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Old 02-04-2018, 10:11 AM
kingofants kingofants is offline
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Default Any idea what kind of an interview this will be?

Company: Propriety Trading Firm, and other stuff.
Interview: 2nd-round, phone, 60-90 min, with lead software developer.
Position: C++ developer.

The first round was a 5 hour online Code Challenge where I had to provide solutions to 3 problems. I destroyed it, which is why I am now moving on to the second round.

In the job application, it asked 3 math brain teaser questions:

1. A pack of grapes weighing 100 pounds has a water content of 96%. It has now been dried to 92% water content. How much does the pack of grapes weigh now?

2. What is the angle made by the hour and the minute hand when the time is 7:25?

3. A 2x3x4 brick is painted blue. It is then broken into cubes of 1x1x1. What is the expected value of the number of blue sides of a randomly selected 1x1x1 cube from the resulting set of 1x1x1 cubes?


In the email with the lead developer, he said that he'll ask both technical and non-technical questions, I have to be in a quiet room, and I need a pencil and paper to work on the problems.


This indicates to me that he'll be asking math/probability questions like those aforementioned 3.

Has anyone had this type of phone interview before?

Last edited by kingofants; 02-05-2018 at 02:25 PM..
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Old 02-04-2018, 10:43 AM
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sounds like the kind where they ask you questions and you need to use the ol' noggin to think of something before answering. so like any interview? I guess?
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Old 02-04-2018, 10:57 AM
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If what I read on glassdoor is anywhere near accurate, a lot of these interviews have Exam P and discrete math type problems. It may be too late to adequately prepare if your interview is like, tomorrow, but if you're going to head down this path long term, it would probably be good to get a book on quantitative finance interviews and go through the practice problems.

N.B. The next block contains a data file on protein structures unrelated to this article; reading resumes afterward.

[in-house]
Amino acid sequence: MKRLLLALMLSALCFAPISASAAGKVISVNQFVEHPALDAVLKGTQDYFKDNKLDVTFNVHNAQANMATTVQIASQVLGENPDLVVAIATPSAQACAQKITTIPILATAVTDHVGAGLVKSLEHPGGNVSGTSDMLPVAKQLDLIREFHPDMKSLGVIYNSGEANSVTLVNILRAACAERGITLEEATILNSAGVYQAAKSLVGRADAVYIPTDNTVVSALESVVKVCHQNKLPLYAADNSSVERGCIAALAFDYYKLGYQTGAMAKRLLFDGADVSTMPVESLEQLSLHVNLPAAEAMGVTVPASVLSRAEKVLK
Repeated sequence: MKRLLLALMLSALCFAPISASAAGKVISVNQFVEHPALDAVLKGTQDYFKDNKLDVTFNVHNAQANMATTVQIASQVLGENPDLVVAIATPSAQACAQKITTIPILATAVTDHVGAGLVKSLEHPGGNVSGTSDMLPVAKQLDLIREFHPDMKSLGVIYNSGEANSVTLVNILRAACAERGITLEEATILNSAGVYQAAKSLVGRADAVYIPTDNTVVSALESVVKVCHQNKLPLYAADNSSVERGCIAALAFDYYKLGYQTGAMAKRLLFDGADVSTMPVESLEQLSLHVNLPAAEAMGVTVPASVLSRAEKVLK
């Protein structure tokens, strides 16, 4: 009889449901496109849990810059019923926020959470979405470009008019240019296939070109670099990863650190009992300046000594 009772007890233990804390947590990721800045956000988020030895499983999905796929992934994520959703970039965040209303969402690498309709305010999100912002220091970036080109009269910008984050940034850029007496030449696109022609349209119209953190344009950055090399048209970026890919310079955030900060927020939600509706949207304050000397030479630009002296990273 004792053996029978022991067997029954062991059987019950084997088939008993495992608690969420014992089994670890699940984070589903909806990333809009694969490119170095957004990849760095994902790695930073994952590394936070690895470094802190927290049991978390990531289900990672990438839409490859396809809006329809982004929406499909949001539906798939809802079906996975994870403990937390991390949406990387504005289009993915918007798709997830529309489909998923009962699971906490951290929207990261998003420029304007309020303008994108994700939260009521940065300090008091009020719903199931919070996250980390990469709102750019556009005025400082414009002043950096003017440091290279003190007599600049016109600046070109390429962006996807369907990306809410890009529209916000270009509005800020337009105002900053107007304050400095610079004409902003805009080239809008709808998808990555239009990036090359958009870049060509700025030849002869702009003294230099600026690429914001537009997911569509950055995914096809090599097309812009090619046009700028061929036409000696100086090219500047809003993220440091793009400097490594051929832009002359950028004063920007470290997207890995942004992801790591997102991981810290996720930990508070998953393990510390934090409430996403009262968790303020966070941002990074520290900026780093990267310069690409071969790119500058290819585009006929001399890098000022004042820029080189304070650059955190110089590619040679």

There are a lot of prop trading firms in Chicago, and positions open up all the time, so give it your best shot, but don't be worried if you don't make it since you can treat it as practice for further interviews.
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Old 02-04-2018, 11:02 AM
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I’m guessing it will be the type of interview where you ask for advice on how to do it, from an audience that is completely unrelated to where you’re interviewing, then ignore all advice and do what you were going to do all along anyway. Again.
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Old 02-04-2018, 11:06 AM
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Old 02-04-2018, 11:07 AM
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I'm often surprised at how different interviews are by industry, fwiw.
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Old 02-04-2018, 11:45 AM
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sounds insanely intense
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Old 02-04-2018, 11:55 AM
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sounds insanely intense
It's intense to have an interview where you actually have to solve problems instead of just talking about solving problems? The interviewee should be glad he has an opportunity to demonstrate his skill, so he can get past all the people who sound good but can't actually do the work.
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Old 02-04-2018, 12:05 PM
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I'm often surprised at how different interviews are by industry, fwiw.
Agree with that. Part of it is reasonable. For example, actuaries have generally passed exam P before interviewing, so asking these types of questions isn't very necessary. And a sales position wouldn't ask something like this because it's irrelevant. But I do find it interesting the extent to which case interviewing (for example) is popular in certain industries and not others. Would actuaries benefit from using that in our interviewing? I think not, but not sure and it's interesting regardless that we haven't borrowed this technique that McKinsey et al consider so important.
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Old 02-04-2018, 12:07 PM
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It's intense to have an interview where you actually have to solve problems instead of just talking about solving problems? The interviewee should be glad he has an opportunity to demonstrate his skill, so he can get past all the people who sound good but can't actually do the work.
Mostly agree, but you seem to be assuming that being able to solve a problem involving dehydrating grapes is directly relevant or will actually select for somebody who can "do the work". Not at all obvious that's true IMO.
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